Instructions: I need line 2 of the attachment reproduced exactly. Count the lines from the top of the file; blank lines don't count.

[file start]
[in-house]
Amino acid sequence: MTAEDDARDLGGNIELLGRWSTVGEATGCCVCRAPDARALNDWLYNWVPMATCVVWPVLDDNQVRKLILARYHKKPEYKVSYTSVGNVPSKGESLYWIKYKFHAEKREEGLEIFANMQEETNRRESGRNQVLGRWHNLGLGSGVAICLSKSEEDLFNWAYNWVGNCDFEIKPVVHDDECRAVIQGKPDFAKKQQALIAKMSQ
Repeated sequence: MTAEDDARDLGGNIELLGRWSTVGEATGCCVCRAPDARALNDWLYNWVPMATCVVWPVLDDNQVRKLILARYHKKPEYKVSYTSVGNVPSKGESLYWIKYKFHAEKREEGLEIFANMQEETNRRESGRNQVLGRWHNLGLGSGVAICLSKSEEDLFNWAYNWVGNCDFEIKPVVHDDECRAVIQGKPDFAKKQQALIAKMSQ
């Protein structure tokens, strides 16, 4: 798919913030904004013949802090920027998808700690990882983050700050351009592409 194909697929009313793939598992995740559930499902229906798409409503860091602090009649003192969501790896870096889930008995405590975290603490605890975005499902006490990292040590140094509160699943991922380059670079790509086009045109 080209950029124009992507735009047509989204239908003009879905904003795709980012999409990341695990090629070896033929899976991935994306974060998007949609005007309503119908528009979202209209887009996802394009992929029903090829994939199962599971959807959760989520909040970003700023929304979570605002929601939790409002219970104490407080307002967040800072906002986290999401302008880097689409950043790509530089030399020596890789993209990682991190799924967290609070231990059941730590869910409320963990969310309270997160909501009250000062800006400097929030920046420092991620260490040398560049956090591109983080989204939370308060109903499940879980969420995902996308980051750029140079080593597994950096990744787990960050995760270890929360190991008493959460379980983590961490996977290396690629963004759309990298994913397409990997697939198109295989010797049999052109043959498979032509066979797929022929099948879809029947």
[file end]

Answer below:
Amino acid sequence: MTAEDDARDLGGNIELLGRWSTVGEATGCCVCRAPDARALNDWLYNWVPMATCVVWPVLDDNQVRKLILARYHKKPEYKVSYTSVGNVPSKGESLYWIKYKFHAEKREEGLEIFANMQEETNRRESGRNQVLGRWHNLGLGSGVAICLSKSEEDLFNWAYNWVGNCDFEIKPVVHDDECRAVIQGKPDFAKKQQALIAKMSQ